The reason for the gender imbalance in the security realm is multifold. Starting from a young age, girls are not encouraged to pursue STEM degrees or hobbies. Additionally, there exists an “unconscious gender bias” when hiring women in the field, and an even more difficult time retaining women due to wage disparity and lack of female colleagues and mentors. Women in security are often “the only woman in the room” – but there are a few professionals who have dedicated their time to changing this. 

While there are a number of reasons that women are underrepresented in the industry, we have chosen to focus on a few women who are pioneers in their field by breaking barriers and smashing stereotypes in the field. Whether for their innovation, leadership, or integrity, these women are inspiring and empowering other women to pursue a career in cybersecurity.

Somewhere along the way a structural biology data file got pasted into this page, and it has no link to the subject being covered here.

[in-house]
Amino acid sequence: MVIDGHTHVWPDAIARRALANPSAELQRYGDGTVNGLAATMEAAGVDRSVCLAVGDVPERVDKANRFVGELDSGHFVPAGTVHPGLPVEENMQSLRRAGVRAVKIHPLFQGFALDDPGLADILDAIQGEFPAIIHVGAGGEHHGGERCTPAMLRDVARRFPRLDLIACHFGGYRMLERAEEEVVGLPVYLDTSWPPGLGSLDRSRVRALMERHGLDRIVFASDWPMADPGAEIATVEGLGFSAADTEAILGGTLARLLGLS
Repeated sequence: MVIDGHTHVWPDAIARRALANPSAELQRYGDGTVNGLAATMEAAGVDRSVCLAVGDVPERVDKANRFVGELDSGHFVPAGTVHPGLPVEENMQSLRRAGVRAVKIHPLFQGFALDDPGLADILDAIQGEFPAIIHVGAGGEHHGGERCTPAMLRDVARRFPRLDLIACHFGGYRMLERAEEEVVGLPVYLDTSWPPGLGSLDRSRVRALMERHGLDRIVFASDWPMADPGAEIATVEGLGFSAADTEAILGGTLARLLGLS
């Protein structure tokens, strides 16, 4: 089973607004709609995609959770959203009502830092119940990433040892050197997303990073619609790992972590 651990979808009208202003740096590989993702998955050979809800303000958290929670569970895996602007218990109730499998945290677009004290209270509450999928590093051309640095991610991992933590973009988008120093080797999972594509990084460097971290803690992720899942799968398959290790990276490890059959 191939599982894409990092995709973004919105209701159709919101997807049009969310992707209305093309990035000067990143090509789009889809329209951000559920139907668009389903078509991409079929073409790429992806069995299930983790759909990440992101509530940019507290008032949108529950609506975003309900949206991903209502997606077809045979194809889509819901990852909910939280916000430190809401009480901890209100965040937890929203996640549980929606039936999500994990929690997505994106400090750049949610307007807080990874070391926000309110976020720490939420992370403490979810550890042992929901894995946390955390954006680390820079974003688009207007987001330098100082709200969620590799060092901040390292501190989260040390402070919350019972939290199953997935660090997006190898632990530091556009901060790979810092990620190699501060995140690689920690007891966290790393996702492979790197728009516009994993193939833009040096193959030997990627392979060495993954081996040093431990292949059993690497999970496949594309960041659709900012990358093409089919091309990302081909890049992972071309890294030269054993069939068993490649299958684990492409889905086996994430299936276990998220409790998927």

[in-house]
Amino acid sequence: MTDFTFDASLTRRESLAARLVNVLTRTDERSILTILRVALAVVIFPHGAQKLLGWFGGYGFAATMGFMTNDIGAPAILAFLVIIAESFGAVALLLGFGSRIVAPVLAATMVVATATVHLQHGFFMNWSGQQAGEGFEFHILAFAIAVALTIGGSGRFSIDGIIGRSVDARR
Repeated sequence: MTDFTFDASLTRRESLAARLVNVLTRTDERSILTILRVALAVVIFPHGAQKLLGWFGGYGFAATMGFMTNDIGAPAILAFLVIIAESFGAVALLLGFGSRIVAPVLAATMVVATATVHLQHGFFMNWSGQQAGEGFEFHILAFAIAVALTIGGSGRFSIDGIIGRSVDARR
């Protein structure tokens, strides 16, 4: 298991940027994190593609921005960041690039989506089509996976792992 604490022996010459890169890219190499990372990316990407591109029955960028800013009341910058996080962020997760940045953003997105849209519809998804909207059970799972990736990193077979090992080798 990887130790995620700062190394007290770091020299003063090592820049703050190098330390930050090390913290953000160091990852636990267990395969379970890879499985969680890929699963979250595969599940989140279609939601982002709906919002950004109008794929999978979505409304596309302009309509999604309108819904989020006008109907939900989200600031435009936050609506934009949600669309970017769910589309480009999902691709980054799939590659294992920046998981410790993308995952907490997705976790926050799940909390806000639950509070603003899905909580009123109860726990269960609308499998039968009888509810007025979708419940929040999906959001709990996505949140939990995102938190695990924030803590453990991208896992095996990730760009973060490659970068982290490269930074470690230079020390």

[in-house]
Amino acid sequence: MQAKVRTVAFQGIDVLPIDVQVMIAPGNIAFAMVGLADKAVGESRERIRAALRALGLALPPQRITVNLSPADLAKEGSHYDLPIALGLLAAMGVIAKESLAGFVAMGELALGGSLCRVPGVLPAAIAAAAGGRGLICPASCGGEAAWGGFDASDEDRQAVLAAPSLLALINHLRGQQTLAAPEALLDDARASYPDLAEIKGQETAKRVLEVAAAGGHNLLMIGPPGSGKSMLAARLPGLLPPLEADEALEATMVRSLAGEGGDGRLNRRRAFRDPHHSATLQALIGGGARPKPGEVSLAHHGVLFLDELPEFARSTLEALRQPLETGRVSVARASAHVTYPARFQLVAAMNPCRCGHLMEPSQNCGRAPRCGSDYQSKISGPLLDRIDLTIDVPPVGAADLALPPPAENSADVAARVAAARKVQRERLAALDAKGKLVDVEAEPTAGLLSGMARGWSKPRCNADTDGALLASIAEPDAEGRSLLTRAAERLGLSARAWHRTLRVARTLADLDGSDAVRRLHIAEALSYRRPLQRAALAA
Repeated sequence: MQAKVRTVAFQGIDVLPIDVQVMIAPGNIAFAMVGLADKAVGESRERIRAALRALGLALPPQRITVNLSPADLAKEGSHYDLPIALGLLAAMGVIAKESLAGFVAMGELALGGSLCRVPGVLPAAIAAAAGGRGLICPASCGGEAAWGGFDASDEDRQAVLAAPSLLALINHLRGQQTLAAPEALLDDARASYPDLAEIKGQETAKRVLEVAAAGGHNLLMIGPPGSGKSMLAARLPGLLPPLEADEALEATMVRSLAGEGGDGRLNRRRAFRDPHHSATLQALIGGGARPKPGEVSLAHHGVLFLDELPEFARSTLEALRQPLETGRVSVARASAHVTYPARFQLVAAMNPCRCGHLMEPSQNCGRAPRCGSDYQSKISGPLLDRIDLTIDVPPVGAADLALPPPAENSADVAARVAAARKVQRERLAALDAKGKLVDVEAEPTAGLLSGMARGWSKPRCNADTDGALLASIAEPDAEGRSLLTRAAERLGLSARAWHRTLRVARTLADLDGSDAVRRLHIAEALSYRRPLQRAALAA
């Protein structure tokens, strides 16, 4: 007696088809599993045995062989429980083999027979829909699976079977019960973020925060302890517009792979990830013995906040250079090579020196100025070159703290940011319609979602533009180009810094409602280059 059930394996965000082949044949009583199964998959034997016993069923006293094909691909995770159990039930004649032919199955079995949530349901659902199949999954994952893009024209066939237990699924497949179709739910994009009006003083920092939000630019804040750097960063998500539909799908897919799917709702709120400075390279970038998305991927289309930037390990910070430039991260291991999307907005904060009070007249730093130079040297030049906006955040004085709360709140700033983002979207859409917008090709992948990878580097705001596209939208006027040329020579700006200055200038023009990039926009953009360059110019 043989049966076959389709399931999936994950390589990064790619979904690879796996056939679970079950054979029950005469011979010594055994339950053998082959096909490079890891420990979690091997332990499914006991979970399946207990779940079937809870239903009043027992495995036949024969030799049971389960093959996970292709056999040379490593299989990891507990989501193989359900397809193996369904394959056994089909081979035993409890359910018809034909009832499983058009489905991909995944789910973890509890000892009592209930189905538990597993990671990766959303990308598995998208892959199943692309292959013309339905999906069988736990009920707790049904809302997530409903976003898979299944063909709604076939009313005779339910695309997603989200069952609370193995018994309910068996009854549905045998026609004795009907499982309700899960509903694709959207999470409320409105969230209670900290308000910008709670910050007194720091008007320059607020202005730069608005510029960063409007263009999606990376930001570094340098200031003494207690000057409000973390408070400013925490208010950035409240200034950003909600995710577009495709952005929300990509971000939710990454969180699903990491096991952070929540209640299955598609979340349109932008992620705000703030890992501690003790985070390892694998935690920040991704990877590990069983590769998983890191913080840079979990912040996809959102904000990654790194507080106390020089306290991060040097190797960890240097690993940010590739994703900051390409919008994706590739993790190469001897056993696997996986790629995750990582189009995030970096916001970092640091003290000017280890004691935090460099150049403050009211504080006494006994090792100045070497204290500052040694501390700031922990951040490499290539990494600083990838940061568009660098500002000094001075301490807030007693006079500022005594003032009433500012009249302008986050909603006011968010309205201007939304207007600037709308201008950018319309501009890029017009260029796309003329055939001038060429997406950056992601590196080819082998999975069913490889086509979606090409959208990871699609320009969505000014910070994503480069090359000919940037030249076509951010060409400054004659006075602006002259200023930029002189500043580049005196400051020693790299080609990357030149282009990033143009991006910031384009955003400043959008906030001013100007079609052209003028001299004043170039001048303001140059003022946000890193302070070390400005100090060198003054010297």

One of the best ways to bring more women into cybersecurity (and to keep them there) is to lead by example, create spaces and opportunities for women to enter and grow within the industry. Networking with women in the field, lifting and supporting others, joining groups and communities for women by women – these are some of the ways that female professionals can inspire and encourage women to join this line of work and grow within the security industry. 

Read about the women that are breaking the gender stereotype in security and encouraging others to do so as well: 

Chani Simms

Her accomplishments:

When talking about inspirational women in security, it’s impossible not to mention Chani Simms. An award-winning cybersecurity leader and TEDx Speaker, Chani has been in the IT industry for nearly 20 years. Originally from Sri Lanka, Chani co-founded Meta Defence Labs UK in 2014, a Cybersecurity and IT Infrastructure service provider. Under her leadership, Meta Defence Labs UK has garnered international recognition and accolades and she expanded its operations into Sri Lanka to offer cybersecurity expertise and skills to south Asian communities.